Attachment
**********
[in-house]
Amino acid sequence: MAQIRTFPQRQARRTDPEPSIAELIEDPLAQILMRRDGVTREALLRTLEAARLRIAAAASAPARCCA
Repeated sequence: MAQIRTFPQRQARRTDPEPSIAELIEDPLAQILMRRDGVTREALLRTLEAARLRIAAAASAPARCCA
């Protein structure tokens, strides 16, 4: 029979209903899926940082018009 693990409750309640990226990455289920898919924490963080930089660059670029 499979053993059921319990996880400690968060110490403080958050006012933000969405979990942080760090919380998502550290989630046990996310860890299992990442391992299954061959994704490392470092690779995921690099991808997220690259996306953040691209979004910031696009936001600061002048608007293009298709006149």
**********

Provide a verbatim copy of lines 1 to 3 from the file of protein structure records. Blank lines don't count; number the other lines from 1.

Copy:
[in-house]
Amino acid sequence: MAQIRTFPQRQARRTDPEPSIAELIEDPLAQILMRRDGVTREALLRTLEAARLRIAAAASAPARCCA
Repeated sequence: MAQIRTFPQRQARRTDPEPSIAELIEDPLAQILMRRDGVTREALLRTLEAARLRIAAAASAPARCCA